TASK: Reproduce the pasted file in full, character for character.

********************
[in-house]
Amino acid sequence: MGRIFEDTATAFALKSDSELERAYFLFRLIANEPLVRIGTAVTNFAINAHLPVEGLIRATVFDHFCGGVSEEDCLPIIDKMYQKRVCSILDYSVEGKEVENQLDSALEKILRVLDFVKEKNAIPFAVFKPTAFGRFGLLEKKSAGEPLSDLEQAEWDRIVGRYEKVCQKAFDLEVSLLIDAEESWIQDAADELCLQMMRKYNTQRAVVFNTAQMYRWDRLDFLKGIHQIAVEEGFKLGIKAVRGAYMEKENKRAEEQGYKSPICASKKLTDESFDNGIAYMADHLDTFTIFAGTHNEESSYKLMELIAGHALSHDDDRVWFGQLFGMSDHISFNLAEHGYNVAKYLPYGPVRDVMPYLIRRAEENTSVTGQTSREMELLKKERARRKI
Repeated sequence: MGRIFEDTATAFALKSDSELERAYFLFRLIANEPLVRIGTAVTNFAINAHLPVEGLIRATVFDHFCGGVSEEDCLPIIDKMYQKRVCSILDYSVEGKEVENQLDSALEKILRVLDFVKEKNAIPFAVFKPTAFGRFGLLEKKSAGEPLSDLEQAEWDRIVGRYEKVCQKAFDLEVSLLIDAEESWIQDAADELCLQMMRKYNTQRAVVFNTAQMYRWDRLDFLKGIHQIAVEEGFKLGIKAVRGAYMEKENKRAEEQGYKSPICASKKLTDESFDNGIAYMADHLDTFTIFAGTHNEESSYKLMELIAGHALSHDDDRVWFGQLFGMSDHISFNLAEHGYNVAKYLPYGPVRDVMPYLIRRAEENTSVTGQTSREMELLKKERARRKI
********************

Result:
[in-house]
Amino acid sequence: MGRIFEDTATAFALKSDSELERAYFLFRLIANEPLVRIGTAVTNFAINAHLPVEGLIRATVFDHFCGGVSEEDCLPIIDKMYQKRVCSILDYSVEGKEVENQLDSALEKILRVLDFVKEKNAIPFAVFKPTAFGRFGLLEKKSAGEPLSDLEQAEWDRIVGRYEKVCQKAFDLEVSLLIDAEESWIQDAADELCLQMMRKYNTQRAVVFNTAQMYRWDRLDFLKGIHQIAVEEGFKLGIKAVRGAYMEKENKRAEEQGYKSPICASKKLTDESFDNGIAYMADHLDTFTIFAGTHNEESSYKLMELIAGHALSHDDDRVWFGQLFGMSDHISFNLAEHGYNVAKYLPYGPVRDVMPYLIRRAEENTSVTGQTSREMELLKKERARRKI
Repeated sequence: MGRIFEDTATAFALKSDSELERAYFLFRLIANEPLVRIGTAVTNFAINAHLPVEGLIRATVFDHFCGGVSEEDCLPIIDKMYQKRVCSILDYSVEGKEVENQLDSALEKILRVLDFVKEKNAIPFAVFKPTAFGRFGLLEKKSAGEPLSDLEQAEWDRIVGRYEKVCQKAFDLEVSLLIDAEESWIQDAADELCLQMMRKYNTQRAVVFNTAQMYRWDRLDFLKGIHQIAVEEGFKLGIKAVRGAYMEKENKRAEEQGYKSPICASKKLTDESFDNGIAYMADHLDTFTIFAGTHNEESSYKLMELIAGHALSHDDDRVWFGQLFGMSDHISFNLAEHGYNVAKYLPYGPVRDVMPYLIRRAEENTSVTGQTSREMELLKKERARRKI